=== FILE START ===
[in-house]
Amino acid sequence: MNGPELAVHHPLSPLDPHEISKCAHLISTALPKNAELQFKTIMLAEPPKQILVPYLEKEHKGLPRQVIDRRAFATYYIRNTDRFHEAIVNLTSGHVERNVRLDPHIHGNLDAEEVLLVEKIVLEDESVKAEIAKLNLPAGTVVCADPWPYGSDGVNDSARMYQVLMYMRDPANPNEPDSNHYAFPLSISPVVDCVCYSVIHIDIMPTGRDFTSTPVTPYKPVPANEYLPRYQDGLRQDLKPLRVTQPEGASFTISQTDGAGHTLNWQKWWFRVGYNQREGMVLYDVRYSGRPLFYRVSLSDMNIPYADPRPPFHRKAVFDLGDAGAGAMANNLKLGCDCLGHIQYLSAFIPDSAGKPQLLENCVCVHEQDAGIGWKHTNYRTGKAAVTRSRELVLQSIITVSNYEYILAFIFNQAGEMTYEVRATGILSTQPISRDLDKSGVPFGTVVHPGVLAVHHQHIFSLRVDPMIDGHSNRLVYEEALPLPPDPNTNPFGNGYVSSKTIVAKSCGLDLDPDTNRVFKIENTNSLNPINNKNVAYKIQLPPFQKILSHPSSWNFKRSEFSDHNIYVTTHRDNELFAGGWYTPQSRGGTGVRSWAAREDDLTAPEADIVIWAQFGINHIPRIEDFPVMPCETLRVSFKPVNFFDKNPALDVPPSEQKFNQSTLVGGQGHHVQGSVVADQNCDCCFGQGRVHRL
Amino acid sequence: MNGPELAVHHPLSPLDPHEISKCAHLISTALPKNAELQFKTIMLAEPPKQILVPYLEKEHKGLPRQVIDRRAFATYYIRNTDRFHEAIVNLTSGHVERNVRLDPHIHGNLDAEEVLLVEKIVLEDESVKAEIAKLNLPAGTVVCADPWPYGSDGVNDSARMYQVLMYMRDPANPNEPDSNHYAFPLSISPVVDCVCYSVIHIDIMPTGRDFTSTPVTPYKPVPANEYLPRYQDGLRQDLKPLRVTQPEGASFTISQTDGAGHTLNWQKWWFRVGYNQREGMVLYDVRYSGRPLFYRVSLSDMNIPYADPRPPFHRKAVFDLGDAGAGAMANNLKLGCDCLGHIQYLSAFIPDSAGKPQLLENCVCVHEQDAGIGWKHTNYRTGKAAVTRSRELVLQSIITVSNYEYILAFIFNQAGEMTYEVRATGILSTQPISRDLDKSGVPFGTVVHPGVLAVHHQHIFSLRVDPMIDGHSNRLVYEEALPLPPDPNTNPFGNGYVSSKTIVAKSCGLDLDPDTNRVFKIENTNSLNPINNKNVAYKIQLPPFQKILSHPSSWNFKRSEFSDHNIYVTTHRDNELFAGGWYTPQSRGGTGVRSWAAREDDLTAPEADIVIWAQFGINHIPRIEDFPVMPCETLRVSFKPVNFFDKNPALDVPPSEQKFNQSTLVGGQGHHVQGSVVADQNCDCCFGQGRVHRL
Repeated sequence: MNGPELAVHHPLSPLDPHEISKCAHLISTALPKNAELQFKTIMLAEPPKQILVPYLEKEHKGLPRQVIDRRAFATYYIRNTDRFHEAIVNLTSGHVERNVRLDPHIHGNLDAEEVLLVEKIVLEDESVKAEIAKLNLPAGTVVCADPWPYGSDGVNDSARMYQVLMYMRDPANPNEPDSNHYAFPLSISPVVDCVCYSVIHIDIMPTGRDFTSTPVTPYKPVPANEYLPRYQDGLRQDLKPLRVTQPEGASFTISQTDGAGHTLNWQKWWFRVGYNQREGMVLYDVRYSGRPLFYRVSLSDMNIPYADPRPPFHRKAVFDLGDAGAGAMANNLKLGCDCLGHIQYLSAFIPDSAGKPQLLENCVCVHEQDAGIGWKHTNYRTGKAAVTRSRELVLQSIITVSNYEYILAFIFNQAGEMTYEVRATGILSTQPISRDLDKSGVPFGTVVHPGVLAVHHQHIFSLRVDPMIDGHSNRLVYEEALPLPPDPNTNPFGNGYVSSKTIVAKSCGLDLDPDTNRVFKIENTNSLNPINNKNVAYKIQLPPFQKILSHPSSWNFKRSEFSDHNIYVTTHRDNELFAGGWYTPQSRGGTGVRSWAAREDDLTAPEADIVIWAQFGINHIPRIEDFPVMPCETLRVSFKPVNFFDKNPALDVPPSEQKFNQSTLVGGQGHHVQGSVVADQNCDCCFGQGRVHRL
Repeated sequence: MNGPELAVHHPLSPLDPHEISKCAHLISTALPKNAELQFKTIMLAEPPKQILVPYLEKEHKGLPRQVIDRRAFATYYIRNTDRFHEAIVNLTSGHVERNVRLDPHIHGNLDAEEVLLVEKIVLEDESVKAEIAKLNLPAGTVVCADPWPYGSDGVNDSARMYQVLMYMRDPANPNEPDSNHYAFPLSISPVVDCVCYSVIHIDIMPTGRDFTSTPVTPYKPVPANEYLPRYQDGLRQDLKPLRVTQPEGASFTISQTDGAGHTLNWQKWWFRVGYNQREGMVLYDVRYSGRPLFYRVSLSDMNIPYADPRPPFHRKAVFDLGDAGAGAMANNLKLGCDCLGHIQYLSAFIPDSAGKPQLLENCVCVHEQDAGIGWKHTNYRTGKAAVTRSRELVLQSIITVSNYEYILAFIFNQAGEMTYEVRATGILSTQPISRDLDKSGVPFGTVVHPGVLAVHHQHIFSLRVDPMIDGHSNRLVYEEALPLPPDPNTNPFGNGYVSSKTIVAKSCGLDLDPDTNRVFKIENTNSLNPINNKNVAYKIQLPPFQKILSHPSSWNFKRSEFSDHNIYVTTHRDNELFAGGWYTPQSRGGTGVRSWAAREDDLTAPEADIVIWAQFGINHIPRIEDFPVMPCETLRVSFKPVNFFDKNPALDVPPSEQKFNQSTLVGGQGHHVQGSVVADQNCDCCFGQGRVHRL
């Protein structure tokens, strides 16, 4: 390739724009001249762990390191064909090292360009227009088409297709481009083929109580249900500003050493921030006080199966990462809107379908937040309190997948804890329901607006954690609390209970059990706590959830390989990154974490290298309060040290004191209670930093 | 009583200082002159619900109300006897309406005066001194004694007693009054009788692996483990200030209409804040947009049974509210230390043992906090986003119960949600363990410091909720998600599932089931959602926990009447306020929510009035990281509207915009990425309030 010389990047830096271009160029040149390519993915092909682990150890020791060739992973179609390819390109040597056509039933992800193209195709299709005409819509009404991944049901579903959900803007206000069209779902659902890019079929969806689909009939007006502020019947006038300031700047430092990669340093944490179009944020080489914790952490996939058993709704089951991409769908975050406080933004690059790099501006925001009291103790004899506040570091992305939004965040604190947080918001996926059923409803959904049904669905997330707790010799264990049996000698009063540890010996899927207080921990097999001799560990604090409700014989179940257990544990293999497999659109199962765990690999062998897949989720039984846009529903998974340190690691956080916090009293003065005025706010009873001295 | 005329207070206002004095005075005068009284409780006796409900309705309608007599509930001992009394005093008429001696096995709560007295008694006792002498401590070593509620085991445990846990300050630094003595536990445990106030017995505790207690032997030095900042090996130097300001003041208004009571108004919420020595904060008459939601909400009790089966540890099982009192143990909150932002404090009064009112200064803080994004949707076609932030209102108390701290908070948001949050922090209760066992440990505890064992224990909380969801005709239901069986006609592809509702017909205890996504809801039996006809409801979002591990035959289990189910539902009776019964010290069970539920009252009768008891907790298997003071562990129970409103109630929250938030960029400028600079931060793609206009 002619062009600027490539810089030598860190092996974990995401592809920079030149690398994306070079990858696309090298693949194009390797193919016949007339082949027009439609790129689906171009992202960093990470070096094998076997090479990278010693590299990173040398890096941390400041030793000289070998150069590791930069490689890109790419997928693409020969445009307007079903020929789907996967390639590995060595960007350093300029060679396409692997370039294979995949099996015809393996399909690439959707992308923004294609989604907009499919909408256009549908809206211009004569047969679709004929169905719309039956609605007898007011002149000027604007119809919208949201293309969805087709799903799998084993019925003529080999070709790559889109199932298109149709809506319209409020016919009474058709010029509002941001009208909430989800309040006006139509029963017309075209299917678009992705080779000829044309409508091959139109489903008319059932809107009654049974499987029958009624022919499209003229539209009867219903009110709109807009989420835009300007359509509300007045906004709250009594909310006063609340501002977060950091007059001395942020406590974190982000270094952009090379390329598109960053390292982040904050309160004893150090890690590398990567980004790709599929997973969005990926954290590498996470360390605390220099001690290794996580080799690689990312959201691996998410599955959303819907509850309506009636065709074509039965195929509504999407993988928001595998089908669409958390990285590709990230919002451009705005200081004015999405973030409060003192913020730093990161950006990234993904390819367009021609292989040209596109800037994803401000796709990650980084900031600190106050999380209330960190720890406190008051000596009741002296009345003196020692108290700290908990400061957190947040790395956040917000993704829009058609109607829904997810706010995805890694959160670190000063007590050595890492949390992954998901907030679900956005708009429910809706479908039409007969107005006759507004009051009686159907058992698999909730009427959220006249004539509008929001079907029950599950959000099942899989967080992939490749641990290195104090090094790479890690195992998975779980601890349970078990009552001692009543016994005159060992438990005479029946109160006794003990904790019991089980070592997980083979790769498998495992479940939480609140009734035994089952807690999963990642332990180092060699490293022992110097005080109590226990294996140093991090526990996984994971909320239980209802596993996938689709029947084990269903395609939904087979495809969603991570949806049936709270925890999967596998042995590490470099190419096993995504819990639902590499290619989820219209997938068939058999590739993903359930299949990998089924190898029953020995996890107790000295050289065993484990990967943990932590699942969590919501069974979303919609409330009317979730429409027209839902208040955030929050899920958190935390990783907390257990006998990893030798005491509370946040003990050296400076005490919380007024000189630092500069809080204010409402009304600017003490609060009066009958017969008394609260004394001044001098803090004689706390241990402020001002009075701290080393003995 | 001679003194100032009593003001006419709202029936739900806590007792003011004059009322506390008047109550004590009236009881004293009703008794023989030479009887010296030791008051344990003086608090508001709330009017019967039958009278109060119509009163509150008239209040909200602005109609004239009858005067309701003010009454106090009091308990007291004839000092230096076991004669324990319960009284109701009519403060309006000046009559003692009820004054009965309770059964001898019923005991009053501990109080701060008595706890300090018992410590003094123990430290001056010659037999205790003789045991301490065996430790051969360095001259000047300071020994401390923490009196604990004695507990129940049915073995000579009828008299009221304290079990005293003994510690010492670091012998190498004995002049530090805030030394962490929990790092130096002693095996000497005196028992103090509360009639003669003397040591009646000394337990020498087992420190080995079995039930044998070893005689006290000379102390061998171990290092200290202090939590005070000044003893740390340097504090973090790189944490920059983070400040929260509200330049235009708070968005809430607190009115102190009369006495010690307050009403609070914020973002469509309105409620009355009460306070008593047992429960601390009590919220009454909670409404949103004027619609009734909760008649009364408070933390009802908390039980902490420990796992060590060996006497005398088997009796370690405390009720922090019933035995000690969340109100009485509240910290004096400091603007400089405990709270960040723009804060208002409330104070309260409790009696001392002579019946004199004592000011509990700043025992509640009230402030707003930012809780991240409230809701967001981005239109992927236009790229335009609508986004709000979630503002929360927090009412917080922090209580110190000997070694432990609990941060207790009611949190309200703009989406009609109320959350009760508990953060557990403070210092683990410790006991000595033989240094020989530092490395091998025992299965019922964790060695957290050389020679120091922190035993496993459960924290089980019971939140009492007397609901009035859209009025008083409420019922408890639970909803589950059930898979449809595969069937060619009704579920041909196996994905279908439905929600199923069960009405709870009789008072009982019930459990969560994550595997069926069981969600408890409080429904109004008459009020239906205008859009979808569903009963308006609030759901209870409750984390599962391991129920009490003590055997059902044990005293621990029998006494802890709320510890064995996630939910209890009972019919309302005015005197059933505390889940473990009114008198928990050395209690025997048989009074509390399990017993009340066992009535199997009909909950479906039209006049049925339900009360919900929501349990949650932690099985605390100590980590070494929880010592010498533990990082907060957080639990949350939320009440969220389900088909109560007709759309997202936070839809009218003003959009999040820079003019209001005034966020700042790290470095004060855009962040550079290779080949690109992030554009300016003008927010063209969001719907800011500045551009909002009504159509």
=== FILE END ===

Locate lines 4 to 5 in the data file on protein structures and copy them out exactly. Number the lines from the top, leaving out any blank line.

Repeated sequence: MNGPELAVHHPLSPLDPHEISKCAHLISTALPKNAELQFKTIMLAEPPKQILVPYLEKEHKGLPRQVIDRRAFATYYIRNTDRFHEAIVNLTSGHVERNVRLDPHIHGNLDAEEVLLVEKIVLEDESVKAEIAKLNLPAGTVVCADPWPYGSDGVNDSARMYQVLMYMRDPANPNEPDSNHYAFPLSISPVVDCVCYSVIHIDIMPTGRDFTSTPVTPYKPVPANEYLPRYQDGLRQDLKPLRVTQPEGASFTISQTDGAGHTLNWQKWWFRVGYNQREGMVLYDVRYSGRPLFYRVSLSDMNIPYADPRPPFHRKAVFDLGDAGAGAMANNLKLGCDCLGHIQYLSAFIPDSAGKPQLLENCVCVHEQDAGIGWKHTNYRTGKAAVTRSRELVLQSIITVSNYEYILAFIFNQAGEMTYEVRATGILSTQPISRDLDKSGVPFGTVVHPGVLAVHHQHIFSLRVDPMIDGHSNRLVYEEALPLPPDPNTNPFGNGYVSSKTIVAKSCGLDLDPDTNRVFKIENTNSLNPINNKNVAYKIQLPPFQKILSHPSSWNFKRSEFSDHNIYVTTHRDNELFAGGWYTPQSRGGTGVRSWAAREDDLTAPEADIVIWAQFGINHIPRIEDFPVMPCETLRVSFKPVNFFDKNPALDVPPSEQKFNQSTLVGGQGHHVQGSVVADQNCDCCFGQGRVHRL
Repeated sequence: MNGPELAVHHPLSPLDPHEISKCAHLISTALPKNAELQFKTIMLAEPPKQILVPYLEKEHKGLPRQVIDRRAFATYYIRNTDRFHEAIVNLTSGHVERNVRLDPHIHGNLDAEEVLLVEKIVLEDESVKAEIAKLNLPAGTVVCADPWPYGSDGVNDSARMYQVLMYMRDPANPNEPDSNHYAFPLSISPVVDCVCYSVIHIDIMPTGRDFTSTPVTPYKPVPANEYLPRYQDGLRQDLKPLRVTQPEGASFTISQTDGAGHTLNWQKWWFRVGYNQREGMVLYDVRYSGRPLFYRVSLSDMNIPYADPRPPFHRKAVFDLGDAGAGAMANNLKLGCDCLGHIQYLSAFIPDSAGKPQLLENCVCVHEQDAGIGWKHTNYRTGKAAVTRSRELVLQSIITVSNYEYILAFIFNQAGEMTYEVRATGILSTQPISRDLDKSGVPFGTVVHPGVLAVHHQHIFSLRVDPMIDGHSNRLVYEEALPLPPDPNTNPFGNGYVSSKTIVAKSCGLDLDPDTNRVFKIENTNSLNPINNKNVAYKIQLPPFQKILSHPSSWNFKRSEFSDHNIYVTTHRDNELFAGGWYTPQSRGGTGVRSWAAREDDLTAPEADIVIWAQFGINHIPRIEDFPVMPCETLRVSFKPVNFFDKNPALDVPPSEQKFNQSTLVGGQGHHVQGSVVADQNCDCCFGQGRVHRL